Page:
Hayek, Prices and Knowledge
Prior to the mid-20th century, economics focused almost solely on the allocation of scarce resources. Unfortunately, this remains a legacy in undergraduate textbooks. Yet, in 1945 Hayek revolutionised our understanding of the economic problem through an eloquent articulation of the price mechanism. Rather than attempting optimisation in the allocation of scare resources, he suggested that the problem we are really solving is in the coordination of local knowledge. And, the price mechanism is marvellously efficient at coordinating this knowledge.
Hayek segregates knowledge into two forms, each of which possess distinct characteristics; (1) scientific knowledge, and (2) local knowledge. These characteristics were previously unrecognised, and have significant implications in understanding what the discipline of economics is, and the role of the state in the economic order.
The first is ‘scientific’ knowledge. While undoubtedly important, this type of knowledge drew great attention and traction throughout the socialist calculation debate. Flowing from a focus on this ‘scientific’ knowledge, it was hoped that all information could be quantitatively determined – including prices. Fortunately, this ambitious venture did not gain traction, nor bore fruit. Hayek explained why.
The second category is broadly described as ‘local’ knowledge, and I cannot improve on this oft-quoted description: “… knowledge of the particular circumstances of time and place” (Hayek 1945, p 522). This knowledge sits hidden in the minds of individuals. It remains tacit until the individual requires it to make decisions over their individual plans. And, even once revealed, we only observe the outcomes, not the reasons behind the decision. It is this detail that is important. Aggregating heterogeneous tacit knowledge naturally renders the knowledge homogenous, and therefore its value disappears. Local knowledge does not, and cannot, sit in concentrated form. The immense value of this distributed knowledge causes significant problems for economists, particularly those partial to central-planning. The problem we face does not rest purely in scientific knowledge, yet rather in “…the utilization of knowledge not given to anyone in its totality” (p 520). Therefore, we continually face the problem of local knowledge coordination.
For the more pure scientific disciplines (Eg. Physics, Chemistry), it is natural to assume that something that cannot be quantitatively measured is of little value. Yet, a social science such as economics is just that; social. Complex interactions by individuals form the context in which all decisions are made. Without the ability to aggregate this information into statistical reports, many ignored this body of knowledge.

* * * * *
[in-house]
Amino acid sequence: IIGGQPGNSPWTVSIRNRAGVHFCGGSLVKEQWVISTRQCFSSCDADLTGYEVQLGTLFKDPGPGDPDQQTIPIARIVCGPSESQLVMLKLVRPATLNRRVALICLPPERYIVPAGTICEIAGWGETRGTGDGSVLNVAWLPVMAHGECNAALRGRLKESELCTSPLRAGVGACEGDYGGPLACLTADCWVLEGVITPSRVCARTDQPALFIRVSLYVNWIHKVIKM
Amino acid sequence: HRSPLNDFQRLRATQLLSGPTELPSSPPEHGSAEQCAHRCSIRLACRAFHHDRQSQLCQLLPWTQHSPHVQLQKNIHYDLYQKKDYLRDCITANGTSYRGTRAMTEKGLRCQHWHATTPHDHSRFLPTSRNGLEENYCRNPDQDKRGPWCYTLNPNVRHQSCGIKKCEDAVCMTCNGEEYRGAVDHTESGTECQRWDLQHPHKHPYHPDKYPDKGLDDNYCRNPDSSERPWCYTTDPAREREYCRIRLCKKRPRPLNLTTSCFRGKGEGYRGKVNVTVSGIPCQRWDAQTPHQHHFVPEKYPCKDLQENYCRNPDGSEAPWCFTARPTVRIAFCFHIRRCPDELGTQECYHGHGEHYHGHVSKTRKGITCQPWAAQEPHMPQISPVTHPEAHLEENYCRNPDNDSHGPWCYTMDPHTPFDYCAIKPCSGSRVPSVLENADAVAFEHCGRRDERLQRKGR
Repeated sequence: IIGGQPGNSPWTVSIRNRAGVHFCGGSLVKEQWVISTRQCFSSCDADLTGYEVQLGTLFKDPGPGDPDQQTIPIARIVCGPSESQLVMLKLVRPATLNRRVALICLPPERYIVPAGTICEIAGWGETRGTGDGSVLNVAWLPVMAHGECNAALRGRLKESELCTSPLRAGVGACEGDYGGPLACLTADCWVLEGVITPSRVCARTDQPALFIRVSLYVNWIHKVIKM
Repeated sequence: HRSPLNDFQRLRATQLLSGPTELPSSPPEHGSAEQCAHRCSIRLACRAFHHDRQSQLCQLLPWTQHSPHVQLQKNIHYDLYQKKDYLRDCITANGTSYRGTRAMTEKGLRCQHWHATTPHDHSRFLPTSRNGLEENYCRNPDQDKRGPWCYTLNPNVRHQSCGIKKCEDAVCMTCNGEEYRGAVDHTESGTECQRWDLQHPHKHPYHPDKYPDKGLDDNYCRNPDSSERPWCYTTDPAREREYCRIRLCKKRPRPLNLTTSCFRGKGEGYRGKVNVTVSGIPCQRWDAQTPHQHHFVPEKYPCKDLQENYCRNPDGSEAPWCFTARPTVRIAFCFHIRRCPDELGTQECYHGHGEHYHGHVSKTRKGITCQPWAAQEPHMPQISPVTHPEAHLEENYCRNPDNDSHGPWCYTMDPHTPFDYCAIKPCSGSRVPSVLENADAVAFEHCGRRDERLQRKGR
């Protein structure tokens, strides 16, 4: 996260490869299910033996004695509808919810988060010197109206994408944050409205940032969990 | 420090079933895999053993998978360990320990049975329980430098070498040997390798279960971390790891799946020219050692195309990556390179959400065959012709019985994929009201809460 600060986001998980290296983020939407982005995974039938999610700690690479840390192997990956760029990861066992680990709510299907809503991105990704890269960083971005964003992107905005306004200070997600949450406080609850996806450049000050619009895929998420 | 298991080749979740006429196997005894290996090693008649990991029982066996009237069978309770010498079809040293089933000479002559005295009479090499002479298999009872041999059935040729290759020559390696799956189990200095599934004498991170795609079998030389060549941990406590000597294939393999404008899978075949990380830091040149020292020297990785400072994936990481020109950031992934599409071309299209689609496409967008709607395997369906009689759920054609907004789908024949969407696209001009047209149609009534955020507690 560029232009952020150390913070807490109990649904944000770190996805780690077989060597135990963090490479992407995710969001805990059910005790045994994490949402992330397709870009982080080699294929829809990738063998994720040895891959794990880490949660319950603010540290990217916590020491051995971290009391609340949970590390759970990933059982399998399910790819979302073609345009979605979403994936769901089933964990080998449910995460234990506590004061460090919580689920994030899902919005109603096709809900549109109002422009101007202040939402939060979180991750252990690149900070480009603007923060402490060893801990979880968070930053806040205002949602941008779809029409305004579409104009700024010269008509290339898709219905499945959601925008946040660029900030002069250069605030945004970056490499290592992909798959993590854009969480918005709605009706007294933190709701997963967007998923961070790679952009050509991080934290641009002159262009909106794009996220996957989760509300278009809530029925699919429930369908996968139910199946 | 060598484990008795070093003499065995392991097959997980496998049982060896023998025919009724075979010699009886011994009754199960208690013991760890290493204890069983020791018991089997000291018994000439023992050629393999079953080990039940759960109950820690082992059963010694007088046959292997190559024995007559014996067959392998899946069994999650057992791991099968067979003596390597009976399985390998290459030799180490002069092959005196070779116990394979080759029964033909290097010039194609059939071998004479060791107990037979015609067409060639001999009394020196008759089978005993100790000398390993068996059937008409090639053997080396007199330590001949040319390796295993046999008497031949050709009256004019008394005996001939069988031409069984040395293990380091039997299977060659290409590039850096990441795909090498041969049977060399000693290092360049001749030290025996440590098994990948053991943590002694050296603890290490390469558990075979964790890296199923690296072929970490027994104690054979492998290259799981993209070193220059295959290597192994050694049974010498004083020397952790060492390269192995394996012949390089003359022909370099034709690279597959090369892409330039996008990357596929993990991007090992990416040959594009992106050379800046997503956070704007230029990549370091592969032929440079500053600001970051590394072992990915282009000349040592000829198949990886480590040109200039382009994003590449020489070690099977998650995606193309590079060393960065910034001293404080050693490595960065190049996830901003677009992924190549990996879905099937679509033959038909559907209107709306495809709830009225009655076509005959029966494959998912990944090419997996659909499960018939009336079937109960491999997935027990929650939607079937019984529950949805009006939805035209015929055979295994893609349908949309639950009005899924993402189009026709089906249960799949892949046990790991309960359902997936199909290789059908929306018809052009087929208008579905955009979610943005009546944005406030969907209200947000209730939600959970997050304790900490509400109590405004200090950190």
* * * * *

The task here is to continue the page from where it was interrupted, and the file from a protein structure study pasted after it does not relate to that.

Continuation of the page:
Hayek suggested otherwise – examining the institution of the market mechanism, and more specifically, prices. This system, never designed by any one man, allows the coordination of dispersed local knowledge, without the need of specific information of every other individual. If the market had been of deliberate human design, it would have been “… acclaimed as one of the greatest triumphs of the human mind” (Hayek 1945, p 527).
Crudely summarised, Hayek’s genius is that: the price mechanism (and the emerging prices) are an extremely efficient institution for (almost) instantly coordinating the dispersed local knowledge of the time and of the place. The individual actors do not need to know why prices change, they only need to know that they do. They can then revaluate their own individual plans, in relation to all of the other goods and services of which they are interested. Marvellous, indeed.
Free-market economists continually point to this insight; promoting ways in which this price mechanism may more efficiently allow the continuous updating of individual plans, not known to anyone in its totality. Government intervention that distorts prices, therefore, only distorts the individual plans.
Innovation and Uncertainty
When understanding innovation, the literature pushes towards characterising the individual as boundedly rational; using various adapted heuristics to innovate (See Simon 1955). With boundedly rational individuals, innovation can be framed as a knowledge coordination problem, yet of a different nature to those discussed above. While this knowledge is also local and disperse in a Hayekian sense, it cannot be coordinated through prices. Why? Prices simply do not exist in the early stage of innovation.
Knight (1922) described the inherent differences between risk and uncertainty – where risk is quantifiable and measureable, and where uncertainty cannot be measured. Innovation occurs at the end of the decision spectrum where Knightian uncertainty is greatest. Innovation has long been characterised as making decisions under novelty, a trial-and-error process into the unknown. This is the process of coordinating Shackle’s ‘unknowledge’ of the various innovators, for the production of new knowledge.
Returning to Hayek, he explored the efficiency of the price mechanism as an institution for coordinating local knowledge. How do we go about coordinating ‘unknowledge’? What would be an efficient institution in a theoretical sense? Well, first of all, the process is inherently different. Rather than coordinating local knowledge through prices, we wish to produce new knowledge by coordinating ‘unknowledge’.
It is here where our hypothesis sits. We propose that the ‘innovation commons’ is an institution that efficiently mixes and coordinates this ‘unknowledge’. That is (crudely summarised), the innovation commons are an emergent institution where individuals mix their individual knowledge in the pool; an efficient environment for innovation where sharing is both professed and relied upon.